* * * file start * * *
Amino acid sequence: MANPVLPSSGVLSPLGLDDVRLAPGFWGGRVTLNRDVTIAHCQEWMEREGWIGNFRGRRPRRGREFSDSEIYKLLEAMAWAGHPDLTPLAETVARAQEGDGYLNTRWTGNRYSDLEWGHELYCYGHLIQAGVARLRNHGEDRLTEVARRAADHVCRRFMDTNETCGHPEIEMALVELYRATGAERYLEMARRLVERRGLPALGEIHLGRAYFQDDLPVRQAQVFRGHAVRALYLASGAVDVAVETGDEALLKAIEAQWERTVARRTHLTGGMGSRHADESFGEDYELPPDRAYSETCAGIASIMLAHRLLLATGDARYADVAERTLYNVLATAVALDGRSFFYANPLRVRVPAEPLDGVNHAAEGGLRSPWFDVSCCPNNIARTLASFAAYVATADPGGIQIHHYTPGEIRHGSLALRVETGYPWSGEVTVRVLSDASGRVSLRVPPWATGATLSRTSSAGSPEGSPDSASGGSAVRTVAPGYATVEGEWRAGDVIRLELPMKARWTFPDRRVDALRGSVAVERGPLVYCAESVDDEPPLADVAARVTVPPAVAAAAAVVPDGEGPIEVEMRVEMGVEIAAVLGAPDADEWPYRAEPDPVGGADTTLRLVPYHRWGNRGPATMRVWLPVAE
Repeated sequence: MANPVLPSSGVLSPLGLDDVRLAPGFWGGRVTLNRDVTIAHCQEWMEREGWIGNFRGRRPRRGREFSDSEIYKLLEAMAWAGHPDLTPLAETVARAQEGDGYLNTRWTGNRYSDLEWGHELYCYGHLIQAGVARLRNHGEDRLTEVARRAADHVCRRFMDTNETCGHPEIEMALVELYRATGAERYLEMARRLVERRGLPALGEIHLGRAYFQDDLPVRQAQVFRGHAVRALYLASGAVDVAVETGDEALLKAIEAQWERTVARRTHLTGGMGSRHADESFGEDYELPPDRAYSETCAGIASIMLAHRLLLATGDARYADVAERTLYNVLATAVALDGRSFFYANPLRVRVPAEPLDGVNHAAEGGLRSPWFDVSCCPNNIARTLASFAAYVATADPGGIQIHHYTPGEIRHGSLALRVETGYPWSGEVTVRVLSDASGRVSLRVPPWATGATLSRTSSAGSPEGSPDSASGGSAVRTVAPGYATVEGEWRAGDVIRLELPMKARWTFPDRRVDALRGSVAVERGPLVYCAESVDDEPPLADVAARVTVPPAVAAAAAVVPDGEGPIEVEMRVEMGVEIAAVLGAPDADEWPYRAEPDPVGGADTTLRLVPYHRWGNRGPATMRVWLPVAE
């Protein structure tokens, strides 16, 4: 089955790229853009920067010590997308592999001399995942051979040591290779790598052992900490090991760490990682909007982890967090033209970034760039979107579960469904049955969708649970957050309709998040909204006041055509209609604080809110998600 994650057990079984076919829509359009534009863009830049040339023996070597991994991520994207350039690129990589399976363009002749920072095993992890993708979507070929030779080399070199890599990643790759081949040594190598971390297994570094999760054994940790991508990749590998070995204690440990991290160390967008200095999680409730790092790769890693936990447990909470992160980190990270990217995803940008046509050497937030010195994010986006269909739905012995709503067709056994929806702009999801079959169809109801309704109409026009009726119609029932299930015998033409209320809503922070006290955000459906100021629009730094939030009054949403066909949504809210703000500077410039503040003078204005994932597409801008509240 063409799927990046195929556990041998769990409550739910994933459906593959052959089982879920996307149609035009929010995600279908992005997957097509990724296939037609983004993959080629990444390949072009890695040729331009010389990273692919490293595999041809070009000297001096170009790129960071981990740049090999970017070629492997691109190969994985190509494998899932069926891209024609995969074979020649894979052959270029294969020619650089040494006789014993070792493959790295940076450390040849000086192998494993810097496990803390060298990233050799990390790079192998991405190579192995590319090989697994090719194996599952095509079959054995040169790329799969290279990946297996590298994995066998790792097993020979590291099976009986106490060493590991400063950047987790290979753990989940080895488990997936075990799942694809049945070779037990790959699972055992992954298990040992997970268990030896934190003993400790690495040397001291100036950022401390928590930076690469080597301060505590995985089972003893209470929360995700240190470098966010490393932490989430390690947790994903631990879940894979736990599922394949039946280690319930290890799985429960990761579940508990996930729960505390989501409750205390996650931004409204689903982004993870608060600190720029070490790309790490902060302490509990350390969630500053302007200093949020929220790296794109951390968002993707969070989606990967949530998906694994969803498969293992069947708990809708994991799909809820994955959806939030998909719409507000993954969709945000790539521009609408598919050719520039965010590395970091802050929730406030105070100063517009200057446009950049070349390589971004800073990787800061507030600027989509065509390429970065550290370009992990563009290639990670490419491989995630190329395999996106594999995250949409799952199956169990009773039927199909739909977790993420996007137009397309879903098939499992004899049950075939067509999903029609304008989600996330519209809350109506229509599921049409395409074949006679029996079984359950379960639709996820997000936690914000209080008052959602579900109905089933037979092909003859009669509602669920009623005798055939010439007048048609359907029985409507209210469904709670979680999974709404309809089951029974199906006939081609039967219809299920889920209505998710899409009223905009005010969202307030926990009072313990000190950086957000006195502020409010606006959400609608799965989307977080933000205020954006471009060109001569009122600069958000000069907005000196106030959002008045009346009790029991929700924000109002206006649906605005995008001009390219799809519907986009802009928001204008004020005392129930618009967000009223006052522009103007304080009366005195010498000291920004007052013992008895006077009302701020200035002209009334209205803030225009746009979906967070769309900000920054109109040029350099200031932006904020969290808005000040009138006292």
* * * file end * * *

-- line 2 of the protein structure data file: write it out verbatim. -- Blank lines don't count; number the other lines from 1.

Repeated sequence: MANPVLPSSGVLSPLGLDDVRLAPGFWGGRVTLNRDVTIAHCQEWMEREGWIGNFRGRRPRRGREFSDSEIYKLLEAMAWAGHPDLTPLAETVARAQEGDGYLNTRWTGNRYSDLEWGHELYCYGHLIQAGVARLRNHGEDRLTEVARRAADHVCRRFMDTNETCGHPEIEMALVELYRATGAERYLEMARRLVERRGLPALGEIHLGRAYFQDDLPVRQAQVFRGHAVRALYLASGAVDVAVETGDEALLKAIEAQWERTVARRTHLTGGMGSRHADESFGEDYELPPDRAYSETCAGIASIMLAHRLLLATGDARYADVAERTLYNVLATAVALDGRSFFYANPLRVRVPAEPLDGVNHAAEGGLRSPWFDVSCCPNNIARTLASFAAYVATADPGGIQIHHYTPGEIRHGSLALRVETGYPWSGEVTVRVLSDASGRVSLRVPPWATGATLSRTSSAGSPEGSPDSASGGSAVRTVAPGYATVEGEWRAGDVIRLELPMKARWTFPDRRVDALRGSVAVERGPLVYCAESVDDEPPLADVAARVTVPPAVAAAAAVVPDGEGPIEVEMRVEMGVEIAAVLGAPDADEWPYRAEPDPVGGADTTLRLVPYHRWGNRGPATMRVWLPVAE